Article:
1. The bridge is a part (mostly made of rosewood) on the top of an ukulele, usually behind the sound hole, to which the ends of the strings are attached. In contrast to violins, it is typically glued or doweled to the top and therefore immovable. Doweling is common with mass products because it is cheaper. It may, however, cause cracks in the top in case of substantial variations in temperature. On the other hand, at high temperatures, glue can dissolve and the bridge can get off the top.
    The exact positioning of the bridge on the top is decisive for pitch accuracy and intonation of an ukulele. Correction is achieved by compensation.
  2. Bridge also designates a part of a musical composition; see bridge (music).

Tie Bar Bridge

Tie Bar Bridge

The strings are run through drill holes in the bridge and knotted with a bow tie.

Tie bar bridge of a Pono MB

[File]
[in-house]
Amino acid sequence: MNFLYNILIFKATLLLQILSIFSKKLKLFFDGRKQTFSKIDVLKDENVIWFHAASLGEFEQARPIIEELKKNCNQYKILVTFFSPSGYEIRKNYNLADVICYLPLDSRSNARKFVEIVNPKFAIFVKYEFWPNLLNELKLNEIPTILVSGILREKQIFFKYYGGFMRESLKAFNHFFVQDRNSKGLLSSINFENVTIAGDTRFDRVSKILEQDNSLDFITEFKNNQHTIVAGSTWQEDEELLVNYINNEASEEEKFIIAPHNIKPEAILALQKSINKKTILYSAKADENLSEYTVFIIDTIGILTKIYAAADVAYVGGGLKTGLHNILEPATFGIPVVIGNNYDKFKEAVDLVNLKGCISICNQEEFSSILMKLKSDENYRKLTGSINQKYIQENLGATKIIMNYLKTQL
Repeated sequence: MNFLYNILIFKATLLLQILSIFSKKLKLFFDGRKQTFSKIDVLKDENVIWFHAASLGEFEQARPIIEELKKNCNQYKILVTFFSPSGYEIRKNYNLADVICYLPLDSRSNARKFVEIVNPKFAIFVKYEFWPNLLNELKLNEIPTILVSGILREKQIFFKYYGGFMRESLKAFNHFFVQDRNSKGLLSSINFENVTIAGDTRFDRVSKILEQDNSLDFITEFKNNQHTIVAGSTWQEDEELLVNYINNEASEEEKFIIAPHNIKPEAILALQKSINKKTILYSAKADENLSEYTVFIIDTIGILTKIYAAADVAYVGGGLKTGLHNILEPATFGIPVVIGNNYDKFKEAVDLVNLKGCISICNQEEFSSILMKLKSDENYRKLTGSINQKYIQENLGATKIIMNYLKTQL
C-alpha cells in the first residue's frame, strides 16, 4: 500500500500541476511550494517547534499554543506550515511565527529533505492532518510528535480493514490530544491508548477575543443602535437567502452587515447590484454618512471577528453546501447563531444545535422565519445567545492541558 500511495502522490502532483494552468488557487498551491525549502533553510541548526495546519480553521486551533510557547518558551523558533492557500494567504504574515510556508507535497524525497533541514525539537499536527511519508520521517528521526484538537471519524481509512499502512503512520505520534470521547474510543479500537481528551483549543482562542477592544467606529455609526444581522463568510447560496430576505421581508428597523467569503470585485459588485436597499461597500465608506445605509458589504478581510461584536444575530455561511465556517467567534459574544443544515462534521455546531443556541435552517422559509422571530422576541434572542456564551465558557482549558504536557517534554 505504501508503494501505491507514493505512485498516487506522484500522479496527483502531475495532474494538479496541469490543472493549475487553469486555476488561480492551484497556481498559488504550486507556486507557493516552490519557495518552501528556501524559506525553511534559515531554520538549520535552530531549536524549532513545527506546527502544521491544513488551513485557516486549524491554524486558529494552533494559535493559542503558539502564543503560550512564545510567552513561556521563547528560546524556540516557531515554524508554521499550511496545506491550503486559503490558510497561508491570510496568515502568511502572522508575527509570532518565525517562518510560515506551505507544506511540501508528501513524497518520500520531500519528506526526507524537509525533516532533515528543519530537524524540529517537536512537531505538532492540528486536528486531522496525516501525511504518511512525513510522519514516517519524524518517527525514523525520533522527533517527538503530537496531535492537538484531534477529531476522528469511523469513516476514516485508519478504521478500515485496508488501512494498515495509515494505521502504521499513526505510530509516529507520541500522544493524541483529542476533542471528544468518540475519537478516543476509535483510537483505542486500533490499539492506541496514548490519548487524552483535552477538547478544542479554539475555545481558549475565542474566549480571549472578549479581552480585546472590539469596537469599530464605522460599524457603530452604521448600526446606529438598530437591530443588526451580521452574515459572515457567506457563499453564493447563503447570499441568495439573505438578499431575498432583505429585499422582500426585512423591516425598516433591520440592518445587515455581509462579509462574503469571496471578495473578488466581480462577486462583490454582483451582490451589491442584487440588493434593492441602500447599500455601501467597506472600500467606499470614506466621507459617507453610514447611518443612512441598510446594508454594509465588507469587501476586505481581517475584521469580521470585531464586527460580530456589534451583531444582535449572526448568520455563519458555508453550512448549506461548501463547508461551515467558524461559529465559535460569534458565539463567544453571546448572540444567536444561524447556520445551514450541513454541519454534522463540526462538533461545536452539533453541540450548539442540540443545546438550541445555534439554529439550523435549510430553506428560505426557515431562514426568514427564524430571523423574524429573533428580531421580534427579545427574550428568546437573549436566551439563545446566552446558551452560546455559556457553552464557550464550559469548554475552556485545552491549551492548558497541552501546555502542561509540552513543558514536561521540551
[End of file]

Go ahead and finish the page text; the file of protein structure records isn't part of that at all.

Bridge of a Pono MHTSH that went loose after its glue dissolved in summer heat

Knotting a string
(From: Ukulele Yes! 2011:10:1)

Pin Bridge

Pin Bridge

As with many guitars, the strings of some Ukuleles end in pins that are fixed behind the bridge with ball-ends.

Changing strings on an ukulele with pin bridge

Slotted Bridge

Slotted bridge

The ends of the strings are fed through slots in the bridge and fixed with knots. The tension of the strings keeps them in place. Changing strings is therefore straightforward; but when tension is reduced too much, the strings can pop out from the bridge.

Slotted bridge of a vox_veu-33c